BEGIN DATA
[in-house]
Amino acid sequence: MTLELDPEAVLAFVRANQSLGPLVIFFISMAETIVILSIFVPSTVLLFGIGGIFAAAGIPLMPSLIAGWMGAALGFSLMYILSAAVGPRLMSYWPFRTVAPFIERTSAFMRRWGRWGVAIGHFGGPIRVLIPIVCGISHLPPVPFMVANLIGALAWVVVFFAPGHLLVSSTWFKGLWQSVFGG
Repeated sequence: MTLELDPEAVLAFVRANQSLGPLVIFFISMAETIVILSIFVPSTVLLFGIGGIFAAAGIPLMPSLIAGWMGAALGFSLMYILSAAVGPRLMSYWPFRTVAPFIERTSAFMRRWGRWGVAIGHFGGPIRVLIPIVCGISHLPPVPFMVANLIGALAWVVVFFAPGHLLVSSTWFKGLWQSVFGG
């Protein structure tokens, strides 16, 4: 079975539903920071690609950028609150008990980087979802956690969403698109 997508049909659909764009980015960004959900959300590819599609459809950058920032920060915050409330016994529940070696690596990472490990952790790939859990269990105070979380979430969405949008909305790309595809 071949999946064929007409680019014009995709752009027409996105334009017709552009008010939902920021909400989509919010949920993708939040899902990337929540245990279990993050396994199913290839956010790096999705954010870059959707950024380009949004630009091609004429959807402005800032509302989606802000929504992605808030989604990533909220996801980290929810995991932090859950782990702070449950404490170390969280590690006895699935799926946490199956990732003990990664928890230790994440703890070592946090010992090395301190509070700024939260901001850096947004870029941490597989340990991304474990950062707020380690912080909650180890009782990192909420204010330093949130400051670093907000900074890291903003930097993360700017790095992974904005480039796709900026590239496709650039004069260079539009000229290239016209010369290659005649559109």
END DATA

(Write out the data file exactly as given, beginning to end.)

[in-house]
Amino acid sequence: MTLELDPEAVLAFVRANQSLGPLVIFFISMAETIVILSIFVPSTVLLFGIGGIFAAAGIPLMPSLIAGWMGAALGFSLMYILSAAVGPRLMSYWPFRTVAPFIERTSAFMRRWGRWGVAIGHFGGPIRVLIPIVCGISHLPPVPFMVANLIGALAWVVVFFAPGHLLVSSTWFKGLWQSVFGG
Repeated sequence: MTLELDPEAVLAFVRANQSLGPLVIFFISMAETIVILSIFVPSTVLLFGIGGIFAAAGIPLMPSLIAGWMGAALGFSLMYILSAAVGPRLMSYWPFRTVAPFIERTSAFMRRWGRWGVAIGHFGGPIRVLIPIVCGISHLPPVPFMVANLIGALAWVVVFFAPGHLLVSSTWFKGLWQSVFGG
């Protein structure tokens, strides 16, 4: 079975539903920071690609950028609150008990980087979802956690969403698109 997508049909659909764009980015960004959900959300590819599609459809950058920032920060915050409330016994529940070696690596990472490990952790790939859990269990105070979380979430969405949008909305790309595809 071949999946064929007409680019014009995709752009027409996105334009017709552009008010939902920021909400989509919010949920993708939040899902990337929540245990279990993050396994199913290839956010790096999705954010870059959707950024380009949004630009091609004429959807402005800032509302989606802000929504992605808030989604990533909220996801980290929810995991932090859950782990702070449950404490170390969280590690006895699935799926946490199956990732003990990664928890230790994440703890070592946090010992090395301190509070700024939260901001850096947004870029941490597989340990991304474990950062707020380690912080909650180890009782990192909420204010330093949130400051670093907000900074890291903003930097993360700017790095992974904005480039796709900026590239496709650039004069260079539009000229290239016209010369290659005649559109």